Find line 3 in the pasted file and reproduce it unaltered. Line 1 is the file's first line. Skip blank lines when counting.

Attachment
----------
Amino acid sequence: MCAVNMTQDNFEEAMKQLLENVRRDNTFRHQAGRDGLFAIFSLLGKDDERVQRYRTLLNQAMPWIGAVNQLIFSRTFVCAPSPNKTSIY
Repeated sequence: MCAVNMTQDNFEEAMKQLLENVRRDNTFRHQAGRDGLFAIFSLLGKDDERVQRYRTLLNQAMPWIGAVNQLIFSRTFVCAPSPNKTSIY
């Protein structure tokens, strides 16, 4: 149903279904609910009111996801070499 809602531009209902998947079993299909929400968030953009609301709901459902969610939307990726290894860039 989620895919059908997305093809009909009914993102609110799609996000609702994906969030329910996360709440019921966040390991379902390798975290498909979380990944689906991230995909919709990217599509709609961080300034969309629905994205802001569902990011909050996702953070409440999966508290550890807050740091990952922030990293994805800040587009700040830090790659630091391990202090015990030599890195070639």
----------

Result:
């Protein structure tokens, strides 16, 4: 149903279904609910009111996801070499 809602531009209902998947079993299909929400968030953009609301709901459902969610939307990726290894860039 989620895919059908997305093809009909009914993102609110799609996000609702994906969030329910996360709440019921966040390991379902390798975290498909979380990944689906991230995909919709990217599509709609961080300034969309629905994205802001569902990011909050996702953070409440999966508290550890807050740091990952922030990293994805800040587009700040830090790659630091391990202090015990030599890195070639």